By 1940 BBC recording equipment no longer needed a laundry van to transport it. Mobile models could fit on to the back seat of a car and could work off a 12-volt battery, though they could not make a continuous recording longer than four minutes, the duration of a single disc. In Finland, Ward also made radio history by being the first to take a microphone and recording gear into a front line.
From Finland, Ward was sent to cover Belgium and France. The phoney war yielded to the Blitzkrieg. All too soon he listened in a cafe to the radio announcement by Marshal Petain, the revered hero who had saved Verdun in the First World War, that he had taken over political power in France and would sue for peace. 'The effect of his words was terrible,' Ward reported. 'A Frenchman lunching at the next table broke down and covered his face in his hands.' Soon Ward was describing his own dramatic escape from Bordeaux and heading for Egypt to replace Richard Dimbleby.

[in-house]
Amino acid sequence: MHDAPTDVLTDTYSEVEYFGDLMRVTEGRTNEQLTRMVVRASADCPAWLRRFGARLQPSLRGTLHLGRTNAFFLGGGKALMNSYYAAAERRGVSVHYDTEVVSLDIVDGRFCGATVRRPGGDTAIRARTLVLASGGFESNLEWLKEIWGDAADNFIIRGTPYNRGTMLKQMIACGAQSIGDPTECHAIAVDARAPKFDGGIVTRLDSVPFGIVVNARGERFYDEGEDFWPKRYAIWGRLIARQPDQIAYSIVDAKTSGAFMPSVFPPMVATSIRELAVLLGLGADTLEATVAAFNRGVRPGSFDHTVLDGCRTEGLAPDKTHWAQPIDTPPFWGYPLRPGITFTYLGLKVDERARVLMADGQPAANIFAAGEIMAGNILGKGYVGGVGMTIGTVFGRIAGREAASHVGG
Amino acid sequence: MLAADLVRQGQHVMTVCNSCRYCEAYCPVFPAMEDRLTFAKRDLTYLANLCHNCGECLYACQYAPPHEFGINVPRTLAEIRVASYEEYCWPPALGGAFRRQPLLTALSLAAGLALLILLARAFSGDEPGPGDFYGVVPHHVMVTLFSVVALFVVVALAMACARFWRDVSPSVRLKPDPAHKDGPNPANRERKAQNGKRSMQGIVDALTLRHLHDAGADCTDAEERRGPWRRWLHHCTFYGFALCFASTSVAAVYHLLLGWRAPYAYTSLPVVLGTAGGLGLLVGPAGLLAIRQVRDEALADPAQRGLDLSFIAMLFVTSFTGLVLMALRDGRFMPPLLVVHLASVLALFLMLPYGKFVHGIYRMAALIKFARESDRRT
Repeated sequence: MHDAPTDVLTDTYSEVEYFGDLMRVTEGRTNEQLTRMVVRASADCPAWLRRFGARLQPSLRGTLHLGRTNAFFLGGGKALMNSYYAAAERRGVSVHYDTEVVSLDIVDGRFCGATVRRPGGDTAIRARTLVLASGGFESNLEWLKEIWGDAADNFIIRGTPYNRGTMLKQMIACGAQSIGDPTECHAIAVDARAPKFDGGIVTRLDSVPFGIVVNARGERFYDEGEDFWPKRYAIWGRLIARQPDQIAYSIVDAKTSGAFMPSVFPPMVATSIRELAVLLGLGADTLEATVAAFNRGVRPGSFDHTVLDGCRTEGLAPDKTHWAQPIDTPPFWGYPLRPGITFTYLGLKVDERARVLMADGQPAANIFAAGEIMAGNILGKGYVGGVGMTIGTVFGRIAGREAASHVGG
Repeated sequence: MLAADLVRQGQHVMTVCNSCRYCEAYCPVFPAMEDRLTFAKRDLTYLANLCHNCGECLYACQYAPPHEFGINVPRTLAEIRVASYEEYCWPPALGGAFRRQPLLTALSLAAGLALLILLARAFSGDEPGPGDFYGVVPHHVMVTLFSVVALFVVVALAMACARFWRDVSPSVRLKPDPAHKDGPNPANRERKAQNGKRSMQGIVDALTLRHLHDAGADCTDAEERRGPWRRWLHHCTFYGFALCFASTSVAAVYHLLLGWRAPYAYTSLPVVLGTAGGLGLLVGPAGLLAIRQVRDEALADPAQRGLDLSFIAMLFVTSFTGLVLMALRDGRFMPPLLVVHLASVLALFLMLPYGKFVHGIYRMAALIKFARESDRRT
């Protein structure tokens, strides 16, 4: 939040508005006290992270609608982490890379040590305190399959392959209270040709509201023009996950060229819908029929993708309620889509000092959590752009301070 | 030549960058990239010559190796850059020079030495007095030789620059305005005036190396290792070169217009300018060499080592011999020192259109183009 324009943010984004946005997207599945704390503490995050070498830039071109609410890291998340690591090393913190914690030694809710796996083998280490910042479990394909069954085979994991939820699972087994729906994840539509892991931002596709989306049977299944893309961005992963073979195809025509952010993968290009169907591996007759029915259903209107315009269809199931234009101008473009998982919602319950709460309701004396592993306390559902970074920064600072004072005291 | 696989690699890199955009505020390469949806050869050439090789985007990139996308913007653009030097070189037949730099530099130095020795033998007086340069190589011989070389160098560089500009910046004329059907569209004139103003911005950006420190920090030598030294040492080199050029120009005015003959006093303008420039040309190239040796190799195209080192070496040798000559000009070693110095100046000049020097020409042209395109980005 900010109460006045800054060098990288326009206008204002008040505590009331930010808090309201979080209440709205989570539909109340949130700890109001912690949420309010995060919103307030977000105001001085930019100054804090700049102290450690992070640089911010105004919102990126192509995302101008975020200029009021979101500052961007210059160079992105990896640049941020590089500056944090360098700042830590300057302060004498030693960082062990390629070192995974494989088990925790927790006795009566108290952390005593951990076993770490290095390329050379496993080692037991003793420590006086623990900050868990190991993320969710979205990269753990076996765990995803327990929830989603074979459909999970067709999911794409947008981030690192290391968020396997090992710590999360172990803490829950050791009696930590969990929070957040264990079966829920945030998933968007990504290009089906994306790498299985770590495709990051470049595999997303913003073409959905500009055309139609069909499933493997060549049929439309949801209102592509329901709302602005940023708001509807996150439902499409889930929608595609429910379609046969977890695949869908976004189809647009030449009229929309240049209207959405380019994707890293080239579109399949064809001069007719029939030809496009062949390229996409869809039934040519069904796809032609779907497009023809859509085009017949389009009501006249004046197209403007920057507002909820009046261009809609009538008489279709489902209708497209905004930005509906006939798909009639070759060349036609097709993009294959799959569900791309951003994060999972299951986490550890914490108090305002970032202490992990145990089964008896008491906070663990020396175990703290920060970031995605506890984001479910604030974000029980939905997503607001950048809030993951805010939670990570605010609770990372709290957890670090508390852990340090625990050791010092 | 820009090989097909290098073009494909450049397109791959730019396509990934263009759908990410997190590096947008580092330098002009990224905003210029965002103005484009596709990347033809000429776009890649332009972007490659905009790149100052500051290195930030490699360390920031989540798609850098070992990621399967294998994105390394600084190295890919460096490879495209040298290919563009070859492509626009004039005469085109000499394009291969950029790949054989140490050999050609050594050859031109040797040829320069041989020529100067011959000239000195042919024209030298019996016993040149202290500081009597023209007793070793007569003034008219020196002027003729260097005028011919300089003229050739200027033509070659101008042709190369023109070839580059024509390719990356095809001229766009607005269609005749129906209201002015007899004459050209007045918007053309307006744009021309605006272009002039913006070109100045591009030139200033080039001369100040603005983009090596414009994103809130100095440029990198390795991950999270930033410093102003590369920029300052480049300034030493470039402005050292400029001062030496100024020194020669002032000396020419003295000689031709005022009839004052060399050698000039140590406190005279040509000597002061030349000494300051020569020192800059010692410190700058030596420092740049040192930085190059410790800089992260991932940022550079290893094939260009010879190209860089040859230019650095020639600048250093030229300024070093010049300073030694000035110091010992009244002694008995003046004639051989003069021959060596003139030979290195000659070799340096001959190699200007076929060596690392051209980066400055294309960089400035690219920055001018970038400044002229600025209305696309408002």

He covered the oscillating fortunes of the fighting in North Africa until November 1941 when he was captured by the Italians at Tobruk. The next three and a half years were spent in Italian and German POW camps, finally at Oflag XII B near Limburg. On the last day of March 1945 troop-carriers of the American First Army arrived at the opposite side of the river. The German prison guards had already decided to throw down their guns.